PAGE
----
NEW YORK (TheStreet) -- With reserve releases distorting bottom-line numbers for the nation's largest banks, TheStreet has identified which large industry players have had the best year-over-year net revenue increases.
At this point in the economic cycle many of the largest banks have so much in excess loan loss reserves that it is appropriate for them to release reserves, which provides a direct boost to the bottom line but can obscure an important revenue story for investors.
The "big four" U.S. bank holding companies all appear to be value plays at this point, based on low valuations to forward earnings estimates, but -- aside from Bank of America (BAC), which booked a large second-quarter loss -- the group's bottom-line improvement has been mainly driven by reserve releases, while revenue has declined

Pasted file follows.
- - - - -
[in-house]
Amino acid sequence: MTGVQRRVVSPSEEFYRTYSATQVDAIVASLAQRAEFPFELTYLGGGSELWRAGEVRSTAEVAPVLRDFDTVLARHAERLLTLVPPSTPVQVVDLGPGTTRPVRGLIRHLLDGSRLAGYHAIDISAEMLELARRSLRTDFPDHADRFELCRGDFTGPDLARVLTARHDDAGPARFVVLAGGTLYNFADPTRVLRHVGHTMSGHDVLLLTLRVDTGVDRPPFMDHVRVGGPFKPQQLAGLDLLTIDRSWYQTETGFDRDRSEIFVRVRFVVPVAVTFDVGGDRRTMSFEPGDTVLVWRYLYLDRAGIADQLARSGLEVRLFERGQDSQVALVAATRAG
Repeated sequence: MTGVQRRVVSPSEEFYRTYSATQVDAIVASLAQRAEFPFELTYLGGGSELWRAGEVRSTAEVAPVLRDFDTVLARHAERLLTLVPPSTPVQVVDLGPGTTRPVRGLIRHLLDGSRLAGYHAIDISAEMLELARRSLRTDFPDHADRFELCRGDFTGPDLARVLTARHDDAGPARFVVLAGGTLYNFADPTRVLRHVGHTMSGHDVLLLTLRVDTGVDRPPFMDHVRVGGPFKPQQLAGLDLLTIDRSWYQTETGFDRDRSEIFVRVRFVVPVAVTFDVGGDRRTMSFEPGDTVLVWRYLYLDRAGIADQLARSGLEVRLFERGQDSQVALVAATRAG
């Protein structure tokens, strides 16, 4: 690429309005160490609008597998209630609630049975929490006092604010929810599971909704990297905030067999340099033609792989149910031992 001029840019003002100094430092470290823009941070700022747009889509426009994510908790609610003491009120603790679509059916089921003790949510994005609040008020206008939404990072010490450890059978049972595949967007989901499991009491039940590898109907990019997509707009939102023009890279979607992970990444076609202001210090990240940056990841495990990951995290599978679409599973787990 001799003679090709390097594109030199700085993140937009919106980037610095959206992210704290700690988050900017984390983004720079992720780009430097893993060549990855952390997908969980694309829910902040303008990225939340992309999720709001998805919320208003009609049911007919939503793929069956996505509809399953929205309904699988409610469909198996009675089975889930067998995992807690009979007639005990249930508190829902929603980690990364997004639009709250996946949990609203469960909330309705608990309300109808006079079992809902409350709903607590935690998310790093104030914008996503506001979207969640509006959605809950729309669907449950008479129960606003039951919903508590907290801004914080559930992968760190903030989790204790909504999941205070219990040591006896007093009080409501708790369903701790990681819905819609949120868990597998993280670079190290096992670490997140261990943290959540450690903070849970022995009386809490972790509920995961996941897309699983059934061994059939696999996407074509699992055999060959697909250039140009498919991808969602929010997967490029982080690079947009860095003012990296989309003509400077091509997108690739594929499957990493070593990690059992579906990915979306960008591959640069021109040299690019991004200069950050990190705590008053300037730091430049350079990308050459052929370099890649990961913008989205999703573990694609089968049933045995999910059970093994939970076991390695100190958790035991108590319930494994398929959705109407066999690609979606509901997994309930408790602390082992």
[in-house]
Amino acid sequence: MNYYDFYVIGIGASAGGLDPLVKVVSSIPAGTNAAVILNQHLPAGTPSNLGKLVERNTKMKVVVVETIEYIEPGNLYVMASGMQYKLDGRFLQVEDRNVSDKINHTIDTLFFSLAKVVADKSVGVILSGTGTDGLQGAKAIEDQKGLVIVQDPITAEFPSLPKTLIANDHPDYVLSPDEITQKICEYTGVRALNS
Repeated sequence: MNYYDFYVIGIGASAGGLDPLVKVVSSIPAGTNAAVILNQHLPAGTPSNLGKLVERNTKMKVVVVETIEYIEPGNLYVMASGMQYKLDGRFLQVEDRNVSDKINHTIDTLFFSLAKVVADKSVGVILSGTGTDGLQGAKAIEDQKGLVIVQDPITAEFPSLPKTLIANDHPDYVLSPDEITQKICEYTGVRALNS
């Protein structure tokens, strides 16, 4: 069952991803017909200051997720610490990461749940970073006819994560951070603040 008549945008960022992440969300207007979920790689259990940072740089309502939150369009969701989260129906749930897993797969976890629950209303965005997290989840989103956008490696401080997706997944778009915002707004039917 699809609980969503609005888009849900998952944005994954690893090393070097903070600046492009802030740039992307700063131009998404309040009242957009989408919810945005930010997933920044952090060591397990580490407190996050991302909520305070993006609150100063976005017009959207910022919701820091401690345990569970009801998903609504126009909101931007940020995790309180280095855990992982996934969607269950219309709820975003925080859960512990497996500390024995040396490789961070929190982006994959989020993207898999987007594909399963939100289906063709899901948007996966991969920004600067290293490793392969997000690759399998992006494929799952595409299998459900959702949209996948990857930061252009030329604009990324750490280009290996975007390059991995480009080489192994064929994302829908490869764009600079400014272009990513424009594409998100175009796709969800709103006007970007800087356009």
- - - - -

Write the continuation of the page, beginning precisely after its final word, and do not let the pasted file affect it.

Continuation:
To gauge a bank's real revenue story -- irrespective of adjustments to loan loss reserves -- SNL Financial looks at pre-provision net revenue, which is defined as a bank's tax-adjusted net interest income plus its non-interest income, net of non-credit-related expenses.The big four's low P/E valuations reflect investors' dismay with names seeing revenue declines. Bank of America's forward price-to-earnings ratio was 6.4, based on Monday's closing price of $9.81 and the consensus 2012 earnings estimate of $1.52 a share, among analysts polled by FactSet. The company's $8.8 billion second-quarter loss, springing from its settlement of mortgage putback claims against Countrywide and other mortgage expenses, pretty much keep it out of this revenue discussion. The second-quarter net loss was mitigated by a $2.5 billion decline in loan loss reserves. For JPMorgan Chase (JPM), the forward P/E was 7.1, based on Monday's closing price of $40.44 and the consensus 2012 EPS estimate of $5.68. A second-quarter reserve release of $1.2 billion contributed to the company's $5.4 billion profit. JPMorgan's second-quarter pre-provision net revenue was $8.5 billion according to SNL, declining 16% from the second quarter of 2010. Citigroup (C) had a forward P/E of 7.5, based on Monday's closing price of $38.34 and a 2012 consensus earnings estimate of $5.13 cents a share. Second-quarter pre-provision net revenue declined 32% from a year-earlier, which was expected as part of CEO Vikram Pandit's "good bank/bad bank" strategy of letting non-core assets run-off. The $3.3 billion second-quarter profit reflected a $2.2 billion reserve release. Shares of Wells Fargo (WFC) were trading for eight times forward earnings, based on Monday's closing price of $27.93 and a consensus 2012 earnings estimate of $3.51. The company's second-quarter pre-provision net revenue declined 11% to $8 billion, according to SNL. Wells Fargo's $3.9 billion second-quarter profit was boosted by a $1.1 billion decline in loan loss reserves. Our list of 10 large banks showing large year-over-year revenue gains was pared down from the 60 largest bank and thrift holding companies for which second-quarter data was available from SNL. With investors emphasizing revenue growth, it's no surprise that all 10 of these trade at significantly higher multiples to forward earnings estimates than any of the big four. So as an investor, what do you want? The big four represent extraordinary value, based on the low forward P/E ratios and analysts' ratings. The following 10 are putting up the revenue numbers that investors crave, and not one of them has a single analyst with a "sell" ratings. How about a bit of both? This is a great time to sniff for value bargains, and with all the economic doom and gloom, it's nice to pick a couple of revenue growth plays as well. Here are the 10 large U.S. bank and thrift holding companies with the largest year-over-year increases in prove-provision net revenue:
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